As Europe recovers The Woo Group believes that it is an opportune moment to invest in the region. Stocks are trading at much lower levels than counterparts in Japan and the US. Growth indicators include positive PMI data and stabilizing GDPs.
Aug. 07, 2013 - HONG KONG -- Analysts at The Woo Group believe that they are beginning to see signs of recovery in Europe, with equities priced much cheaper than both in the US and Japan.
CEO at The Woo Group, Mr. Jason Woo said “we were encouraged by European manufacturing sector report last week, which was the strongest in two years and suggests continued growth for the coming quarter. Germany will hold parliamentary elections in September, which our analysts believe will be a turning point, where Germany will begin to move away from austerity and towards more growth aligned policies.”
Dr Lian Cheung, Head of Investment at The Woo Group in Hong Kong commented, “We are confident that the European economy is recovering, the situation is much better than it was ten months ago. The American markets have climbed rather quickly, and will probably level off soon. We need to research different markets in order to bring more profitable opportunities to our clients. I believe that banking sector holds many of these opportunities. European banks are close to an all-time low and are trading very cheaply compared to their American counterparts, the best time to invest in a company is when it is out of favor. I would like to focus on The UK´s HSBC Holdings PLC and UniCredit SpA in Italy.”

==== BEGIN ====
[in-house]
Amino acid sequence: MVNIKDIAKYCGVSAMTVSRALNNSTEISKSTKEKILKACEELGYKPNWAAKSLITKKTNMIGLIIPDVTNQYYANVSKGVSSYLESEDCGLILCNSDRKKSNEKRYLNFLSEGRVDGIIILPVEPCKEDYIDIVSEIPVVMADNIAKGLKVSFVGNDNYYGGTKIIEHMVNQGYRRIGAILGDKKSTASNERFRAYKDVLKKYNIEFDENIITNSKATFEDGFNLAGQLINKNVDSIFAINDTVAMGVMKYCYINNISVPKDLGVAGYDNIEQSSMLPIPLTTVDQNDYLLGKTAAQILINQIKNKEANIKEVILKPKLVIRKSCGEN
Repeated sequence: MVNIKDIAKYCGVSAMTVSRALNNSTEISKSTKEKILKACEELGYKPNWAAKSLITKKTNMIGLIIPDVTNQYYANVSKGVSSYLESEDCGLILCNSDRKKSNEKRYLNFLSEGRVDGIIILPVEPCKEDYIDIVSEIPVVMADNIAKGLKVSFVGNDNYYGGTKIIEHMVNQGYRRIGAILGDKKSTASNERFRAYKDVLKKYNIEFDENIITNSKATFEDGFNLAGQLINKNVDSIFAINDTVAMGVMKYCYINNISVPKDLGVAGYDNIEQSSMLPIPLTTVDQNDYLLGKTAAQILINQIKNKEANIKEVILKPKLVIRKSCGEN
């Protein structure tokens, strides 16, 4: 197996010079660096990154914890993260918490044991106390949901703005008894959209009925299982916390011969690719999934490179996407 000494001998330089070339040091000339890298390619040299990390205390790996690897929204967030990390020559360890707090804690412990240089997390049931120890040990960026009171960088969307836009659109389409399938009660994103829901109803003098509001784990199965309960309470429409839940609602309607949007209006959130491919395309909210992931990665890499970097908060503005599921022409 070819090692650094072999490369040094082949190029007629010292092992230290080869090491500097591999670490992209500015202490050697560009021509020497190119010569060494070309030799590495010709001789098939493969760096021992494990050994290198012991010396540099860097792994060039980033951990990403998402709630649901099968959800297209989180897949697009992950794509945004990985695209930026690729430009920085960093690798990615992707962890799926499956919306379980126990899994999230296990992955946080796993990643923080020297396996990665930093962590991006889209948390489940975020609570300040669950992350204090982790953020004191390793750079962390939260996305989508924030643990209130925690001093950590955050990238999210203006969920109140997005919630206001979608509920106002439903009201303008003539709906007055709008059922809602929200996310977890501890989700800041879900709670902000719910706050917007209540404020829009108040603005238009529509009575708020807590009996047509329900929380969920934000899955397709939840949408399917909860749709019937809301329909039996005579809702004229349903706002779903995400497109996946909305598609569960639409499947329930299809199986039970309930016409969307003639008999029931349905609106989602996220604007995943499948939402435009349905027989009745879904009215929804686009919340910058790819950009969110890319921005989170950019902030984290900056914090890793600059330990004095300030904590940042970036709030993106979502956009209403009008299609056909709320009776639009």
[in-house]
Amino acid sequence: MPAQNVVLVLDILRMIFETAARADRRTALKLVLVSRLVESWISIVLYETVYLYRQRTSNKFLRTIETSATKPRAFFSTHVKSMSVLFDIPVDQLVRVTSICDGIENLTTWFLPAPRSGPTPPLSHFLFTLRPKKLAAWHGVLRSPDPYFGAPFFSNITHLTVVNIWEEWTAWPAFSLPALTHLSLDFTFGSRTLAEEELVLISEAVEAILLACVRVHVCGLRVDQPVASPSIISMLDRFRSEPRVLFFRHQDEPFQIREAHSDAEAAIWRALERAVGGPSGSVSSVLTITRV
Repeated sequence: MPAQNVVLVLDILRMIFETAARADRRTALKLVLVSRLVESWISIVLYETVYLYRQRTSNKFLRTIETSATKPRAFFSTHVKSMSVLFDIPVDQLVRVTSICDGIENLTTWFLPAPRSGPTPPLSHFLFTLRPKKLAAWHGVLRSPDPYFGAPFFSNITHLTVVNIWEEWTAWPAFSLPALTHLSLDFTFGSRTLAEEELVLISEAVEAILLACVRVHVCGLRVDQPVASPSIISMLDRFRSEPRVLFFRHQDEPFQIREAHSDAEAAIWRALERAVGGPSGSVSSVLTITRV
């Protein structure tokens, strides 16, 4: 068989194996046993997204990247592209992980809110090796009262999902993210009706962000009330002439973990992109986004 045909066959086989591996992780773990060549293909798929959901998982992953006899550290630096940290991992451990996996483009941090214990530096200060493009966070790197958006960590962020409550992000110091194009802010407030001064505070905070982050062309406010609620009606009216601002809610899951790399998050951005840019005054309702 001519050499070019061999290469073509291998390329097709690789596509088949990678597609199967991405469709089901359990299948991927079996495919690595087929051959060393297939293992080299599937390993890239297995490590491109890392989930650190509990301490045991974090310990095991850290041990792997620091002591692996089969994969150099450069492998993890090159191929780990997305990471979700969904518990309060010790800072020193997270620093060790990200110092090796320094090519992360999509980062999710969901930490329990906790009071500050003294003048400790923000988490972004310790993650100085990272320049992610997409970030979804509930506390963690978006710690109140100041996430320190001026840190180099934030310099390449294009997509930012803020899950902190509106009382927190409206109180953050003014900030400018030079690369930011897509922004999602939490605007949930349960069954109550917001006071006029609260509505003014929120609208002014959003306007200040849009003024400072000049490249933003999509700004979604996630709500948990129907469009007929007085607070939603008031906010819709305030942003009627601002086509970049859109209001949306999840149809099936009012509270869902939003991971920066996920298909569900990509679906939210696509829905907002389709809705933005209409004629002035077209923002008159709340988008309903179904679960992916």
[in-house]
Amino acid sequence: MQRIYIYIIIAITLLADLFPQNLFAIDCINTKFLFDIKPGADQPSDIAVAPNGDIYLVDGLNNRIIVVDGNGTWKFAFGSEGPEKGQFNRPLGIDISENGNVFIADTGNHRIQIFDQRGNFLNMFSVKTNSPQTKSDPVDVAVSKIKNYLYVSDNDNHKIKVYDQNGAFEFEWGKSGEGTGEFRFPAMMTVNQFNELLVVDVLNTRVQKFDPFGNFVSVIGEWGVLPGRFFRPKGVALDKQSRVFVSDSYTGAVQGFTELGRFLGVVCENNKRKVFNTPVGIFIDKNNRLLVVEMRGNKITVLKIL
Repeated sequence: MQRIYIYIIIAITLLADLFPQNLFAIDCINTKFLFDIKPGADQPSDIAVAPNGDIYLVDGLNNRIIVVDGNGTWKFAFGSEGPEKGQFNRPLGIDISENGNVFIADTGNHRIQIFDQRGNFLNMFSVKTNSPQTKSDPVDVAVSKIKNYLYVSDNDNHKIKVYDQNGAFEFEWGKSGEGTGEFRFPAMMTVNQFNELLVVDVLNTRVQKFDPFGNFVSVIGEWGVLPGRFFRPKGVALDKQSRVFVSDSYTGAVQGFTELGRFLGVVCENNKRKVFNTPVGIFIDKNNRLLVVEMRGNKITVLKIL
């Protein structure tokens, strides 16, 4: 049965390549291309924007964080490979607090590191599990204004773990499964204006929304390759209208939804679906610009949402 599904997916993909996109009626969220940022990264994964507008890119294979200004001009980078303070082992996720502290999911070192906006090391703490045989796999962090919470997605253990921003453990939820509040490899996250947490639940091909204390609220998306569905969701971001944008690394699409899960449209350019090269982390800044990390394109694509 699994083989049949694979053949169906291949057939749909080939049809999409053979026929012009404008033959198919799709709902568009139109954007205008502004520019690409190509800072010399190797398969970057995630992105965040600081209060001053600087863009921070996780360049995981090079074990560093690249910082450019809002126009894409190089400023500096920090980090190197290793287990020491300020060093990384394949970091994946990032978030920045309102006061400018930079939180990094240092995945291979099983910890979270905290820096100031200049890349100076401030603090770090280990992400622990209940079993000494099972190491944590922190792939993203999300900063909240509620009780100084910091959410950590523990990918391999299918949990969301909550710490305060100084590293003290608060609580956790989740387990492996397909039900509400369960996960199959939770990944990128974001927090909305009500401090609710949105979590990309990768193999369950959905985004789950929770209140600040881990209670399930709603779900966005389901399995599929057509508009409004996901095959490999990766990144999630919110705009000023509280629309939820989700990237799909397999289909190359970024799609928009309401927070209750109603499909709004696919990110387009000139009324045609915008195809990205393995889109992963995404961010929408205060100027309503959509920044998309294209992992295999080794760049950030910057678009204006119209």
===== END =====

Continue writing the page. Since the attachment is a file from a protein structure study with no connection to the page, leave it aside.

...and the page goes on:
Another point that instills confidence in our analysts is that GDPs across the region are stabilizing. During the second quarter this year GDP declined only 0.1% in the EU-27 which includes countries not using the Euro. While GDP has declined it is substantially better than 1.1% decline in the same period a year ago. Growth has been led by secondary nations such as Lithuania, but other nations that have been affected particularly badly by the crisis are showing signs of improvement. Spain for example has experienced a 0.1% decline in GDP due to increased exports.